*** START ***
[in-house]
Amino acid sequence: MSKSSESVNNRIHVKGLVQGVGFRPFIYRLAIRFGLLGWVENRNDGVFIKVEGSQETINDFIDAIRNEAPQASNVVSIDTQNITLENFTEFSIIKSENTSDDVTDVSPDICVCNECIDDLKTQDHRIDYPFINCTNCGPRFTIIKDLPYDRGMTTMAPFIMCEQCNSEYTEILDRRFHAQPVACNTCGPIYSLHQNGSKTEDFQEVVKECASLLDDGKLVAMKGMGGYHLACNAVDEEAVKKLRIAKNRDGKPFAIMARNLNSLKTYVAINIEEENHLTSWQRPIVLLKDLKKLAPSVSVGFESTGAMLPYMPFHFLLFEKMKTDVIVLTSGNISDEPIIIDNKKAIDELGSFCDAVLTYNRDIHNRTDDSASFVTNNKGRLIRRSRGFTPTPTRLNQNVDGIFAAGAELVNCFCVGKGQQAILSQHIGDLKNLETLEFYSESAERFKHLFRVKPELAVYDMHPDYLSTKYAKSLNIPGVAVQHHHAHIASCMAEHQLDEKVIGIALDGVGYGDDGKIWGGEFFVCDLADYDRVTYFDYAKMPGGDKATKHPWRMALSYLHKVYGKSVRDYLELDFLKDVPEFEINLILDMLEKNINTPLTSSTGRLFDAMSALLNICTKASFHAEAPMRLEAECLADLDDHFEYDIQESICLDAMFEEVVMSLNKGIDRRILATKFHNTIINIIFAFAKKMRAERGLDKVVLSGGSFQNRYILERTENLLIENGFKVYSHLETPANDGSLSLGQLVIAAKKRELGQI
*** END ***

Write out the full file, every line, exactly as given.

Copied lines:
[in-house]
Amino acid sequence: MSKSSESVNNRIHVKGLVQGVGFRPFIYRLAIRFGLLGWVENRNDGVFIKVEGSQETINDFIDAIRNEAPQASNVVSIDTQNITLENFTEFSIIKSENTSDDVTDVSPDICVCNECIDDLKTQDHRIDYPFINCTNCGPRFTIIKDLPYDRGMTTMAPFIMCEQCNSEYTEILDRRFHAQPVACNTCGPIYSLHQNGSKTEDFQEVVKECASLLDDGKLVAMKGMGGYHLACNAVDEEAVKKLRIAKNRDGKPFAIMARNLNSLKTYVAINIEEENHLTSWQRPIVLLKDLKKLAPSVSVGFESTGAMLPYMPFHFLLFEKMKTDVIVLTSGNISDEPIIIDNKKAIDELGSFCDAVLTYNRDIHNRTDDSASFVTNNKGRLIRRSRGFTPTPTRLNQNVDGIFAAGAELVNCFCVGKGQQAILSQHIGDLKNLETLEFYSESAERFKHLFRVKPELAVYDMHPDYLSTKYAKSLNIPGVAVQHHHAHIASCMAEHQLDEKVIGIALDGVGYGDDGKIWGGEFFVCDLADYDRVTYFDYAKMPGGDKATKHPWRMALSYLHKVYGKSVRDYLELDFLKDVPEFEINLILDMLEKNINTPLTSSTGRLFDAMSALLNICTKASFHAEAPMRLEAECLADLDDHFEYDIQESICLDAMFEEVVMSLNKGIDRRILATKFHNTIINIIFAFAKKMRAERGLDKVVLSGGSFQNRYILERTENLLIENGFKVYSHLETPANDGSLSLGQLVIAAKKRELGQI